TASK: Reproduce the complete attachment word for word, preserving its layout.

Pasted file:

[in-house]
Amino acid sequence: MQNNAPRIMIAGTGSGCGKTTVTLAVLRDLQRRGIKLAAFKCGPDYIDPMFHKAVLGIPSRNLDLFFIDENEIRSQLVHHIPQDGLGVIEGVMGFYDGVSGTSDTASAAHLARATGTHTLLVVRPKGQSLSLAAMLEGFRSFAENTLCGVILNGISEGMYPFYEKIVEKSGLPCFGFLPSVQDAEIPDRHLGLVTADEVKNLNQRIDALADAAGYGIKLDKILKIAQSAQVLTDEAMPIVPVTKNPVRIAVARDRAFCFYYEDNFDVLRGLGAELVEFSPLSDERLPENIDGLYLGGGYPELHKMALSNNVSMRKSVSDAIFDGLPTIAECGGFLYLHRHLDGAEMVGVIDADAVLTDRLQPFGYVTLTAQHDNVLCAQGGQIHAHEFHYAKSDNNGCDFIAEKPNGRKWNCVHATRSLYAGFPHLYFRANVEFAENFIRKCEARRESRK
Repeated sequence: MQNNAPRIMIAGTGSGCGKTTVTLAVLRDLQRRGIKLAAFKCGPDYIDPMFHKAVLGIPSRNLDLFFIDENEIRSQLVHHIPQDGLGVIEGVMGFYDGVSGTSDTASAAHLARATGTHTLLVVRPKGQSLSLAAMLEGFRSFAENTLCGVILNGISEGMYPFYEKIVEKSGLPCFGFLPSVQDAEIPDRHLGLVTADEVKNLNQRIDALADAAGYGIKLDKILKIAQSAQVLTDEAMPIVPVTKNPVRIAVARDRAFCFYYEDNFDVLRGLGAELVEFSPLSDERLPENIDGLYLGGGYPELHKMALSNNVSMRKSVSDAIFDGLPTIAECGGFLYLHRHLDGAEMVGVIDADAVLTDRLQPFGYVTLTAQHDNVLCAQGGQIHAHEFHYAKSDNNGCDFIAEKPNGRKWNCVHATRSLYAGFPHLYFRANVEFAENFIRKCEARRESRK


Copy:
[in-house]
Amino acid sequence: MQNNAPRIMIAGTGSGCGKTTVTLAVLRDLQRRGIKLAAFKCGPDYIDPMFHKAVLGIPSRNLDLFFIDENEIRSQLVHHIPQDGLGVIEGVMGFYDGVSGTSDTASAAHLARATGTHTLLVVRPKGQSLSLAAMLEGFRSFAENTLCGVILNGISEGMYPFYEKIVEKSGLPCFGFLPSVQDAEIPDRHLGLVTADEVKNLNQRIDALADAAGYGIKLDKILKIAQSAQVLTDEAMPIVPVTKNPVRIAVARDRAFCFYYEDNFDVLRGLGAELVEFSPLSDERLPENIDGLYLGGGYPELHKMALSNNVSMRKSVSDAIFDGLPTIAECGGFLYLHRHLDGAEMVGVIDADAVLTDRLQPFGYVTLTAQHDNVLCAQGGQIHAHEFHYAKSDNNGCDFIAEKPNGRKWNCVHATRSLYAGFPHLYFRANVEFAENFIRKCEARRESRK
Repeated sequence: MQNNAPRIMIAGTGSGCGKTTVTLAVLRDLQRRGIKLAAFKCGPDYIDPMFHKAVLGIPSRNLDLFFIDENEIRSQLVHHIPQDGLGVIEGVMGFYDGVSGTSDTASAAHLARATGTHTLLVVRPKGQSLSLAAMLEGFRSFAENTLCGVILNGISEGMYPFYEKIVEKSGLPCFGFLPSVQDAEIPDRHLGLVTADEVKNLNQRIDALADAAGYGIKLDKILKIAQSAQVLTDEAMPIVPVTKNPVRIAVARDRAFCFYYEDNFDVLRGLGAELVEFSPLSDERLPENIDGLYLGGGYPELHKMALSNNVSMRKSVSDAIFDGLPTIAECGGFLYLHRHLDGAEMVGVIDADAVLTDRLQPFGYVTLTAQHDNVLCAQGGQIHAHEFHYAKSDNNGCDFIAEKPNGRKWNCVHATRSLYAGFPHLYFRANVEFAENFIRKCEARRESRK